My reviews and ratings are subjectively objective. Sometimes short, sometimes long. Because their mine; they're never wrong!

  • Kolby Mac

The Intruder

The rise of the Black Thrillers, whether they be Romance or in the case of “The Intruder” Horror; challenges me as a critic. This challenges me additionally as a Black Film Critic. It’s not that their presence is problematic. It’s far from it. I stumbled into a social media thread the other day that lambasted Black Films for there stereotyped poor production quality and critical success. I then had to think back to the films that have been released recently and where they fell with my critique. Most of my reviews, sadly have been negative; but not without merit.

I believe in the power of storytelling and filmmaking and have gone to school and read books about the elements that make it an incredible art form. Art at its essence is a subjective medium, but still has many objective areas within it. Is a scene lit properly? Does this movie sound good? Is this film written well? Directing critiques must be a blend of both though. Ultimately, the director’s job is to tell a story with the script and have it amplified through the camera lens hopefully to reach a goal.

Some goals are clear while others are murky. Take the recent hit with Jordan Peele’s “Us”. Comparatively to his last project “Get Out”, “Us” is less straight forward and leaves its self-open for more dissection as to what he was going for. I found audiences overly projecting what they wanted on to the film, that for some left it to be an unsatisfying experience.

I stumbled upon Director Deon Taylor talking on a podcast about his goal for “The Intruder”. I really try to stay away from other reviews or interviews of the films I’m doing a write up on as to not be influenced in anyway. Taylor said his goal for this film was to have the audience engage with it in the theater, yelling at the screen. That’s a matter of taste but can we say it doesn’t work? There’s this term growing up where I did, I heard a lot. “For us by us, F.U.B.U”. “The Intruder” is a decent budget indie film with more than adequate production values and stars in its cast. This formula over the past decade has churned out 3+ films a year boasting small budgets between $8-$20 million, opening to or almost doubling its production costs, but consistently receives lackluster critical acclaim despite favorable audience scores.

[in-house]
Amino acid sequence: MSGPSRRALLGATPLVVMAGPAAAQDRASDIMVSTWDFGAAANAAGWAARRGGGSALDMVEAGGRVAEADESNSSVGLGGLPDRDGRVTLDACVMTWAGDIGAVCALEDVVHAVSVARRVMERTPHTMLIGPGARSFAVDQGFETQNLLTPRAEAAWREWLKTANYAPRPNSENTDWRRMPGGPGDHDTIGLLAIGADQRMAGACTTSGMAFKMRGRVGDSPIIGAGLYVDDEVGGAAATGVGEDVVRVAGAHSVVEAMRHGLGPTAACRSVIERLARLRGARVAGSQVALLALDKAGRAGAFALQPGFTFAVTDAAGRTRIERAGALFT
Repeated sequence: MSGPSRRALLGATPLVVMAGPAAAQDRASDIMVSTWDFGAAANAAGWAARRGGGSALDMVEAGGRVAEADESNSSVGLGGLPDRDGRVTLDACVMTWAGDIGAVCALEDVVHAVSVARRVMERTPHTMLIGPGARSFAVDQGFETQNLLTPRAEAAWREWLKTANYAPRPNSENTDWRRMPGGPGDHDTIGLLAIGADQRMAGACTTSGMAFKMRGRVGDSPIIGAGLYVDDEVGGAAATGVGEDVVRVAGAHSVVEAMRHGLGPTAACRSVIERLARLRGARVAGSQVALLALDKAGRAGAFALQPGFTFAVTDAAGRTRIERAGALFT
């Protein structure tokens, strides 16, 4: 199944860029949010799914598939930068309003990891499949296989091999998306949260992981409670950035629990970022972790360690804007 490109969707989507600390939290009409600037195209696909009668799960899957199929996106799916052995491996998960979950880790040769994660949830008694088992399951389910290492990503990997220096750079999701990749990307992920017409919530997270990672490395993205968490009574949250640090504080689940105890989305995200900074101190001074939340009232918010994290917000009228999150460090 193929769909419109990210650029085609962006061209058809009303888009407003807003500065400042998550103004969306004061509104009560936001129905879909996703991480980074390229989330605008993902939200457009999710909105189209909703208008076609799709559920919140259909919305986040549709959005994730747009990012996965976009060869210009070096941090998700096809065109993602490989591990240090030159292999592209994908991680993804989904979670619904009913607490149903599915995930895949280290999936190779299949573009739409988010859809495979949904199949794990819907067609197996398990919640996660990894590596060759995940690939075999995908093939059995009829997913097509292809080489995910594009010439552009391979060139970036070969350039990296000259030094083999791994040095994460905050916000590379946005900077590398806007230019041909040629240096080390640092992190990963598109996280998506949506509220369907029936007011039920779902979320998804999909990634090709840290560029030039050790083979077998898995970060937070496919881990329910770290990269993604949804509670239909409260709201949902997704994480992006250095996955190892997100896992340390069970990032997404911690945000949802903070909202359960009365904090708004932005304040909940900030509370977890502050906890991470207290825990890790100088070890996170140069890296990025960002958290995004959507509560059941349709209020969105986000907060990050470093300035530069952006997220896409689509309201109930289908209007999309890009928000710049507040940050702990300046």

Films like “The Perfect Guy”, “No Good Deed”, “When the Bough Breaks”, “Acrimony”. I could keep going. These productions keep going despite the critics. Despite the labels, the stereotypes. So, do I have to add to the critics that don’t affect these films from changing things up?

What are you saying Kolby? Are you going to stump for Black Films and other films that aren’t regularly attended by white audiences that seem to make up the critic space that continuously rail against these properties not considering cultural context or the goals the filmmakers set out to attain?


“The Intruder” objectively rehashes a lot of the same old clichés of similar films in this genre. A film doesn’t have to be completely original, but if it’s not then the quest should be to give you characters that are interesting and you root for. That’s not to say that you’re not rooting for our protagonists in this film, but what’s written are very surface level characters that are quite unmemorable.

There’s high quality actors working on this film and their talents are wasted on a script that can’t seem to grasp their potential or proper character development. Dennis Quaid’s Charlie is a vile portrayal of crazed schizophrenia, but never goes deep enough to understand what makes him tick. His goal as a character is flimsy at best and while its and enjoyable take for the loveable acting vet, your too distracted by his confusing motivations to look past them.

The direction in “The Intruder” may have been to convey a gripping story for the audience to engage with but could’ve been done more intelligently. This film felt cheap despite its production values. The selection of music to score this movie had no consistent tone but to cue the audience very basically on what’s to come in a scene. That’s how they teach you to do it in school, but the choices were ineffective and felt like the songs were being plucked out of a CD binder from your car.

“The Intruder” is not a bad film because it’s a Black Film. It’s a bad film because it’s a bad film. Not to say you can’t have fun with a bad film. I kind of did. However, when a bad film lacks heart, that’s not so fun. The script is the heart of the movie. When you mesh a bad script with unclear narrative goals, a cast that does the best it could with what it had, and the directors lack of focus cinematically doesn’t payoff; you get “The Intruder”.


Directors: Deon Taylor

Writer: David Loughery

Starring: Michael Ealy, Meagan Good, Dennis Quaid, Joseph Sikora

Run Time: 102 mins

Rating: PG-13


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